Meet Kurrie

I’d like you to meet Kurrie. Kurrie has been living at my besties place for a few weeks now. Luckily Kurries parents are always close by and are very good parents. Kurrie has survived 2 hail storms plus countless rain events as well as hot sunny days. We are enjoying Kurries company and will be sad when Kurrie finally decides it’s time to leave.

Here is a small photo story of our new friend Kurrie

Kurrie lives high in the tree tops not far from the house. Kurries place looks a bit thrown together but as I mentioned has survived the weather. You can just see one of Kurries parents on the right.
currie_the nest_up high

Here is a bit of a closer look at Kurries place. We were never sure that there was anyone in the nest.
currie_the nest

Then one day we could hear this raucous sound and there was Kurrie.
currie_the nest_just a beak

Kurrie spend a lot of time asking Mum and Dad for something to eat.
currie_asking for food_with mum

I wonder what the parent is thinking.
currie_asking for food

As Kurrie is growing, now it’s standing up and stretching.
currie_standing on the edge

All the time keeping an eye out for the next snack
currie_standing on the edge_inside

Or stretching out as far as you can
currie_leaning out

The parents are constantly bringing Kurrie food. A growing baby needs lots of nourishment.
currie_asking for food_again

Here, Kurrie gets a bit of food from the parent.
currie_getting food

A bit about Kurrie.

Kurrie is a Pied Currawong. Currawongs live in most coastal areas of Eastern Australia. They live in the forest and have adapted to city life. I know when the weather is getting cooler in the mountains as the Currawongs come down from the mountains to hang around my place. They are around 48cm. Currawongs have a loud and distinctive call which is heard in the mornings, before roosting at night and sometimes before it rains.

Here is their call from Graeme Chapmans website
http://www.graemechapman.com.au/library/sounds.php?c=101&p=349

 

 

This is August

I do seem to have a lot of favourite photos from August. I have done quite a hard cull. I hope you are able to get through all of this blog. It was a busier than usual month. The rain hasn’t come and the place is dry now. It is a pity the dam I use for around the garden leaked as it was full in Autumn and that would normally have seen me through Winter until the Spring storms arrive.  Being so dry the number of birds are reduced but I have maintained the water points around the garden for the birds and animals. I almost feel like a bad parent, selecting the plants to water and hoping the others will hang in there until I start the pump and give the garden a good soaking.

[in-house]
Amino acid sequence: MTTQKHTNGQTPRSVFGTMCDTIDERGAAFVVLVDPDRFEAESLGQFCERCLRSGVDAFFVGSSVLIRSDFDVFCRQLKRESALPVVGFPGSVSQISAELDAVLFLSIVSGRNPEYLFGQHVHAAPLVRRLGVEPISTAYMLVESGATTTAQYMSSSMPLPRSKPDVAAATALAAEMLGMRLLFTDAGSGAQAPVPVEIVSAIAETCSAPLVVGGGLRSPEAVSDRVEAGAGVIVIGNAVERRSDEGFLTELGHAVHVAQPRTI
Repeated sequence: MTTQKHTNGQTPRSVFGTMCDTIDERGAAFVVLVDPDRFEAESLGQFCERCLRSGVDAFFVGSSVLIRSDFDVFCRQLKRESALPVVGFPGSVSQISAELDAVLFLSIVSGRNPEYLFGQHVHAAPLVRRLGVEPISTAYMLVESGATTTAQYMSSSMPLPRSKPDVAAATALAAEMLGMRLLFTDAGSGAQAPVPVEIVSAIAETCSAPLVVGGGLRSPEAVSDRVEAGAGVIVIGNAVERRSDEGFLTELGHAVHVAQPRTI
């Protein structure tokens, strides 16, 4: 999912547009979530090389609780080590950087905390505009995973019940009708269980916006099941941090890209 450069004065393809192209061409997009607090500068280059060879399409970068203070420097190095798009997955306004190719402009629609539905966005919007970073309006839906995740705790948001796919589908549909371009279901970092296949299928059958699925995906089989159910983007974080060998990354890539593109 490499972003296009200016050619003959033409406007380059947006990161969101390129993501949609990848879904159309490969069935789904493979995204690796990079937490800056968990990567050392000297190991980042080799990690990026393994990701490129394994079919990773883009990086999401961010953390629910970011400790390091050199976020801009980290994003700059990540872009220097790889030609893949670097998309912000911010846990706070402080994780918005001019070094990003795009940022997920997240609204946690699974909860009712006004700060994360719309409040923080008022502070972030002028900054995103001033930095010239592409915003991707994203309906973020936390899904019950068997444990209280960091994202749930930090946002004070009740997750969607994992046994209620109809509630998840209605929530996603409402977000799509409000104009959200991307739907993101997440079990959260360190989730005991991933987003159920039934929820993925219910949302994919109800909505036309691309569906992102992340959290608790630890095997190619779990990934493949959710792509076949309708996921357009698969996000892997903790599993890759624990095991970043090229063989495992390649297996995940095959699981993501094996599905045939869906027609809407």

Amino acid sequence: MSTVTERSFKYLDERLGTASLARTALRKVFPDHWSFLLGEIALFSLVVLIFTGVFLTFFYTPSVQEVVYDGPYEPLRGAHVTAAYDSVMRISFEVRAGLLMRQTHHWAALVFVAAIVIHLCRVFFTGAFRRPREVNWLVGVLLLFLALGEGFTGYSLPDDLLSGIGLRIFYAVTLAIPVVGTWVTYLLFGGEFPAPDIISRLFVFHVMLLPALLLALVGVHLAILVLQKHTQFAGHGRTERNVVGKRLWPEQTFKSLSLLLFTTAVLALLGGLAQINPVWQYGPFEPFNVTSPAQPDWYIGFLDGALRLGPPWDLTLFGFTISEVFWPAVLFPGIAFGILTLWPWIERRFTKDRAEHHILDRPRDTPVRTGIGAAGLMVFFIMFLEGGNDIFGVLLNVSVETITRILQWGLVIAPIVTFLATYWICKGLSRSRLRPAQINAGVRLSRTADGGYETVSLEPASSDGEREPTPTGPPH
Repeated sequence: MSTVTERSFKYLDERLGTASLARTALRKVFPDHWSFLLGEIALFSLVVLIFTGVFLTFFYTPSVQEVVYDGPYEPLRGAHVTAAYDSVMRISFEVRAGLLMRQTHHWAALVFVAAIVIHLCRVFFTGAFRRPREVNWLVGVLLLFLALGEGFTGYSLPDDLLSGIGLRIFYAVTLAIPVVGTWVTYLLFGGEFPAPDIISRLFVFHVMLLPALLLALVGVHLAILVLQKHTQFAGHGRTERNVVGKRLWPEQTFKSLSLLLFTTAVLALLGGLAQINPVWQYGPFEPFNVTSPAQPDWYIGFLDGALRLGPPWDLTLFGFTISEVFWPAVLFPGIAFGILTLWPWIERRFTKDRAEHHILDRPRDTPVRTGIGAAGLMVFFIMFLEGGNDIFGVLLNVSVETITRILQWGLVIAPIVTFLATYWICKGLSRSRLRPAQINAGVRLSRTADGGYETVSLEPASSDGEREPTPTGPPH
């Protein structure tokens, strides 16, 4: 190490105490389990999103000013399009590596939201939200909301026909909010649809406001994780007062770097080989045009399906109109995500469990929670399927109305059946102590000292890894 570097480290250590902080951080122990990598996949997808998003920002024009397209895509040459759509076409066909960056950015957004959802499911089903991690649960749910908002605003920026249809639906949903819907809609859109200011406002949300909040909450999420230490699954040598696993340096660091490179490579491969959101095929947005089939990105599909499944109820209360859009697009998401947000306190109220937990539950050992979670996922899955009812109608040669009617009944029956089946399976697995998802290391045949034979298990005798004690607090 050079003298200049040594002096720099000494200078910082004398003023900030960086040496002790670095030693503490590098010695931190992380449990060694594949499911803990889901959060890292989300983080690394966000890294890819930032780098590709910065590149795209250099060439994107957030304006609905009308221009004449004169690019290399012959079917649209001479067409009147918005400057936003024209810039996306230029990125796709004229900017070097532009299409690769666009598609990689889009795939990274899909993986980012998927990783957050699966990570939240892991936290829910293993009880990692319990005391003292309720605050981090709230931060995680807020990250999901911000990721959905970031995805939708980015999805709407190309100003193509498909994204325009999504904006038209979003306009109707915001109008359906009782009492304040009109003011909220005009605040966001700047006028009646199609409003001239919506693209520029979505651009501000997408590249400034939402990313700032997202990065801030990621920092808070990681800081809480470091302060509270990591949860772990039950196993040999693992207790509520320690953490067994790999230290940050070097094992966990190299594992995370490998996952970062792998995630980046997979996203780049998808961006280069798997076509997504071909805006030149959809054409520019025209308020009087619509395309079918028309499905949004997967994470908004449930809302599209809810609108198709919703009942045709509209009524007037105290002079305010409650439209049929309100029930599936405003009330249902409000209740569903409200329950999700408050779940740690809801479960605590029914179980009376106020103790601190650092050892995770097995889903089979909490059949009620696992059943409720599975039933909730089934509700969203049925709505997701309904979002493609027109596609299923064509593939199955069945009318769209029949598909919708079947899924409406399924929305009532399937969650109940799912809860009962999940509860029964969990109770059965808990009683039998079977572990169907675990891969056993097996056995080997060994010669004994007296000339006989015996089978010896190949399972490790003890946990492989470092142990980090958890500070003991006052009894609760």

Enough of the sob story and let’s get started with the things I found in August.

I just love the colour of this leaf.
leaf_named_home_august 2017

Late one afternoon while I was searching for a new log to cut firewood, I went down to the water hole. This water hole has never dried even in some of the severe droughts in the 1990’s and 2000’s. Camera settings 1/320 F6.5 ISO 800
pool_afternoon_named_home_august 2017

Driving about the property, mainly gathering firewood and pulling lantana out, I often come across a family of White-winged Choughs as they patrol the bush, walking about looking under leaves and bark for insects. It was good to see that this family group has grown from five to seven.
white winged chough_named_home_august 2017

The wily Currawong was sitting in the Bottlebrush waiting for an unsuspecting small Honeyeater to drop in for a meal.
currawong_named_home_august 2017

At the small paddock dam, in reality a wetland now, the Peaceful Dove was walking down the slope heading for a drink.
peaceful dove_named_home_august 2017

In one of the water points I have placed a stick so if a bird falls into the old drum, they have something to grab onto and get out. The Yellow-faced Honeyeaters like sitting on the stick after having a drink or plopping in the water for a bath.
yellow faced honeyeaters_named_home_august 2017